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Tinkerbell Legacy - Living with a flying parrot

Bird born in captivity & 353 heads // Meet Jackie
shanlung
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In my reports of Oberon, Ketile in a French forum http://www.perroquet.biz read of my difficulties and asked
"As a friend, wouldn't it be easier to find a bird born in captivity ??"

Ketile meant well. When I wrote my report " To Shanlung - How to do Free Flight Outside ", I mentioned that started
at a French forum. Ketile asked me then that question, and which lead to my report.

This question can be seen from two main different angles.

Angle 1

You all knew I had relationships with wild birds in the first place.

Riamfada was a wild caught CAG as seen in her open leg ring. She was a rescue and given to my charge when she was about 5-6 years old. She came to me bitey and fearful.

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In about a year, she was doing free flights to me.

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Yingshiong above is a white rumped shama. A shama is a songbird. He was caught from the wild at about 3 years old. He was given into my charge at about 5 years old. He flew to me on cue within a month of coming to me. Breeders of shamas told me even their breed shamas , some they hand raised, never ever landed on them. They told me above was the first ever they seen of a male shama landing on a human.

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Libai is a Greater Greenleaf song bird. Caught from the wild and probably about 3 years old or so when he came to me.

Even wild caught and old birds can be so easily trained and bonded if you know how.

Understanding them is the first and most important step that can be taken.
That is the most fundamental truth in looking after birds.

One do not need a young bird be the bird from breeder or anywhere else.

If one start on this route, where will that end?
Getting younger birds?
Getting handfed birds?
Getting baby birds?
With eyes still closed?

That we get them young to imprint them that they are humans and not birds so they interact better with us?
Getting very young birds apparently caused much problems with the birds when they are older.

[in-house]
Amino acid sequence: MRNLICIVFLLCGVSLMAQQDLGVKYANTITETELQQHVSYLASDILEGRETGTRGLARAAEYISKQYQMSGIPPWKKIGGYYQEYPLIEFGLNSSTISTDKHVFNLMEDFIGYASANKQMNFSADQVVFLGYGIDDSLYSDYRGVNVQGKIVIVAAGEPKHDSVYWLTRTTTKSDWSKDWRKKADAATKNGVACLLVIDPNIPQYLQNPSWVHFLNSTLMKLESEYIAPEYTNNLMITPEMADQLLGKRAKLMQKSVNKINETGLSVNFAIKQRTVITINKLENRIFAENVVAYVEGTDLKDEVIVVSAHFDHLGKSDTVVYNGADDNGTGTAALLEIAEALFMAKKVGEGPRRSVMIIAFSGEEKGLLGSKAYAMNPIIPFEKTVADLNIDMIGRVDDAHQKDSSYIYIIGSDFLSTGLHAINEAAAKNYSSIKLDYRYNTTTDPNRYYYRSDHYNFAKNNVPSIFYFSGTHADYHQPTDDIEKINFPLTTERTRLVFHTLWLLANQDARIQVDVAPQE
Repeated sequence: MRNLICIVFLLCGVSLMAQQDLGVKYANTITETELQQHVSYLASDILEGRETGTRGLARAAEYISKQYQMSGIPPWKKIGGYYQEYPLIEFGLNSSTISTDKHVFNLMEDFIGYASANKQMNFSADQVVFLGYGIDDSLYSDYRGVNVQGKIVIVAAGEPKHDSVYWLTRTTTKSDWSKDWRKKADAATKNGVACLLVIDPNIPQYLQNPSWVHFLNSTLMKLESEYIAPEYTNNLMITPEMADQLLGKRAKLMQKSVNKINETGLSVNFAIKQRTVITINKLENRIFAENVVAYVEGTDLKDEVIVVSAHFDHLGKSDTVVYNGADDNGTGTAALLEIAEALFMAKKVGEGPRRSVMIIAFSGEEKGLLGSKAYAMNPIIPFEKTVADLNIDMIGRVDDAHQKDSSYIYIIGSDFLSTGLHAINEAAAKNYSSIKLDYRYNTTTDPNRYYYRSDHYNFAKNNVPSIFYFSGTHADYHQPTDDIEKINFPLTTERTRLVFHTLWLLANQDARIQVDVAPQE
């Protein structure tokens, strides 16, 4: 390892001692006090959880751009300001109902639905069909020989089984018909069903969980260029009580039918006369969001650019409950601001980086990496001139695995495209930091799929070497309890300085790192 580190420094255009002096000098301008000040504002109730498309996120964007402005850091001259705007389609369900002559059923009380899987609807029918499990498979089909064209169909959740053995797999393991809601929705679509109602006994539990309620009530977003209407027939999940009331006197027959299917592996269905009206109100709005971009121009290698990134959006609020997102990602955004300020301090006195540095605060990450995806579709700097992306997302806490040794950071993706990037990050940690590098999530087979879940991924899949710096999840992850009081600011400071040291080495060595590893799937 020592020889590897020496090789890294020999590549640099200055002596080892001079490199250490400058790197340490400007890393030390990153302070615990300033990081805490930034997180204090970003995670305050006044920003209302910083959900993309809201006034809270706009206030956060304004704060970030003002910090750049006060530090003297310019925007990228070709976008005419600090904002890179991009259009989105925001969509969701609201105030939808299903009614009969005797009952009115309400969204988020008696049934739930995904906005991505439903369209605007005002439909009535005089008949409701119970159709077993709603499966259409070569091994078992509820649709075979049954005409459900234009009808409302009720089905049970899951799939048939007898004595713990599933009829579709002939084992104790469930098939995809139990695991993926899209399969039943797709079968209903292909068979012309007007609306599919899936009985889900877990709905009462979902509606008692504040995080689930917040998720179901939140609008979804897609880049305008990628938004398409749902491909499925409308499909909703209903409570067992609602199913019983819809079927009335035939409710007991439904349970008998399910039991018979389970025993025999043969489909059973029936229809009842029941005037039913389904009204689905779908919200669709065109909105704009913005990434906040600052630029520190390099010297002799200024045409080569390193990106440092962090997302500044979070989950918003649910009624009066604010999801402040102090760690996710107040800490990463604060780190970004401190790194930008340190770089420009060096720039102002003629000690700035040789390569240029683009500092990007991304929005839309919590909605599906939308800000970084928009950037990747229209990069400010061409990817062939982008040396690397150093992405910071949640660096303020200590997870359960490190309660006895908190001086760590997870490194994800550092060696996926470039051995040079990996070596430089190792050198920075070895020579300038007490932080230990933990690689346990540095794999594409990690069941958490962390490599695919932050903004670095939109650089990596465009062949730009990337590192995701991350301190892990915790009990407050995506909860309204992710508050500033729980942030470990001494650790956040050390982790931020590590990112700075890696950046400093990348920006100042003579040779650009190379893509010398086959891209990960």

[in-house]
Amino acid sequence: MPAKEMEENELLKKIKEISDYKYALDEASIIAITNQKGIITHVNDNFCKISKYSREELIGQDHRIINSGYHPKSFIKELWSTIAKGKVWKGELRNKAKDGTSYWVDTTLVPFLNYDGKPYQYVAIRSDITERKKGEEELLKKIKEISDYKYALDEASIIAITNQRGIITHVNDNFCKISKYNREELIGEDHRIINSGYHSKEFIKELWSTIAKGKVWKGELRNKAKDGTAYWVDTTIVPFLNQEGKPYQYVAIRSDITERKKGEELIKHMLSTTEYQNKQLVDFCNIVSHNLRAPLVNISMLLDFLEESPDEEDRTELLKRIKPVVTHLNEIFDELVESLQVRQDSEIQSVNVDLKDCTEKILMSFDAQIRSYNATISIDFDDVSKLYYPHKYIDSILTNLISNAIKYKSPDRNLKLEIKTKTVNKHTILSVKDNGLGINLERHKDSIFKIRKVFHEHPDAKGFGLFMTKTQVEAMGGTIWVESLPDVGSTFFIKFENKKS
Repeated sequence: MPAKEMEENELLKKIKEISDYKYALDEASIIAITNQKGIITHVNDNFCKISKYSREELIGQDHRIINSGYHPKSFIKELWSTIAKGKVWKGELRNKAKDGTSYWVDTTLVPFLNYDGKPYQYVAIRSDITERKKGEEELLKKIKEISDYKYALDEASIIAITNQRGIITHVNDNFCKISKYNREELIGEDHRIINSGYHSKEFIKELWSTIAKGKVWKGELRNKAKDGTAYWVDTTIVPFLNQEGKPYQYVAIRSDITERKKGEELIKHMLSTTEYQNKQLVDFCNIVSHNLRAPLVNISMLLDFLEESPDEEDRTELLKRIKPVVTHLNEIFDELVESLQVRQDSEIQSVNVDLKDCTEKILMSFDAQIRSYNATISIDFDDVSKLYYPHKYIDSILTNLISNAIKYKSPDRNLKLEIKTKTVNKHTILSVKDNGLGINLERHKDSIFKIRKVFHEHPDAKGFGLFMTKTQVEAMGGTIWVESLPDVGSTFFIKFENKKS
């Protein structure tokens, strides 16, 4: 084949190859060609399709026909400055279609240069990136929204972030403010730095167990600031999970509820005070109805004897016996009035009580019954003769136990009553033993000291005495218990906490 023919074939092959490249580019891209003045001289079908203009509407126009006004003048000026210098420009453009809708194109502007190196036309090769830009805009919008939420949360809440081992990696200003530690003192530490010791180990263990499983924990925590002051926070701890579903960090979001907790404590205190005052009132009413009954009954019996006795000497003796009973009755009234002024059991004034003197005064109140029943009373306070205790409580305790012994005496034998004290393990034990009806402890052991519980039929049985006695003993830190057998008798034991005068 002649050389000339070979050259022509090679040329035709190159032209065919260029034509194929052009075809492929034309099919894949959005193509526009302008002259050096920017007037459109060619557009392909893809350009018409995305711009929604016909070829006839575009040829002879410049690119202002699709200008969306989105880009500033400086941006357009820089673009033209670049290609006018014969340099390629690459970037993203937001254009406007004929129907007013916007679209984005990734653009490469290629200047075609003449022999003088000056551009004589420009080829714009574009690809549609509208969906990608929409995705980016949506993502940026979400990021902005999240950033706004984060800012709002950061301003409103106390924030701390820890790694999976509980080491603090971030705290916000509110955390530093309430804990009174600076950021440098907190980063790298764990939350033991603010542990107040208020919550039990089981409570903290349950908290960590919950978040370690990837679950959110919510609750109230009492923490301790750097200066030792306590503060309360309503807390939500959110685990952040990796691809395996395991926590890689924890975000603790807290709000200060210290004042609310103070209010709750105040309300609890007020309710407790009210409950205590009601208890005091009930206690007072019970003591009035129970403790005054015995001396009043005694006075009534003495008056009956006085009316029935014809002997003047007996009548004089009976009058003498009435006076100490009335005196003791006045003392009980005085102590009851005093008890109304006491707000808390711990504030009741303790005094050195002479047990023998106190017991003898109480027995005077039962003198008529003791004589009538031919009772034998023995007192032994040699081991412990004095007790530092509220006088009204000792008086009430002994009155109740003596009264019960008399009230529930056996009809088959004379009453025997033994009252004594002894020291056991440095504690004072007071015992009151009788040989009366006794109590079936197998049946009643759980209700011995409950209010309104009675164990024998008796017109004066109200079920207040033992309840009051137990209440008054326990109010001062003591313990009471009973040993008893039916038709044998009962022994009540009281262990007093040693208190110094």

I wrote on this problem in
Imprinting of birds
http://shanlung.livejournal.com/130187.html

I think it is far better to let the young birdie remain with their birdie parents.
For them to know that they are birdies.

Oberon was different. When I first took him in, my main thought then was to return him back to where I felt he belonged. And I think that affected my mindset towards him. His acting as if I was the fearful bogeyman , that I dared not even change the newspapers catching his pooping for the two months he was with me.

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Oberon -Returning him to the realm of Fairy Queens
http://shanlung.livejournal.com/132128.html
It was so painful at the point of his release when he only flew that 5 meters to the edge of the forest and perched there to look back at me instead of flying non stop into the forest as I thought he would.

That perhaps the relationship between Oberon and myself had actually started but with my main thoughts of returning him back prevented me from recognising that in the first place.

I do not have that idyllic vision that back to the wild is paradise for wild birds. As sadly, whatever is left of the wild is only a shadow of the original primordial forest.. And even if it was the original primordial forest, that still can be paradise, or can be hell. It is a struggle of survival of the fittest, a struggle for life and death.

When I cleaned the flight room, I found many flight feathers that he molted. Those flight feathers had been clipped. Which explained why Oberon could not fly the first couple of days. It was not just that he needed to rebuilt his flight muscles. In his two months with me, I returned to him the gift of flight. And helped him build up muscles and fat reserves.

I gained too. From having such a beautiful bird like the Asian fairy bluebird living with me and having his beauty and pleasure of his company for a while. And he did land on me as chronicled in the photos. You all have seen a bird which otherwise you all would never have seen or even know about.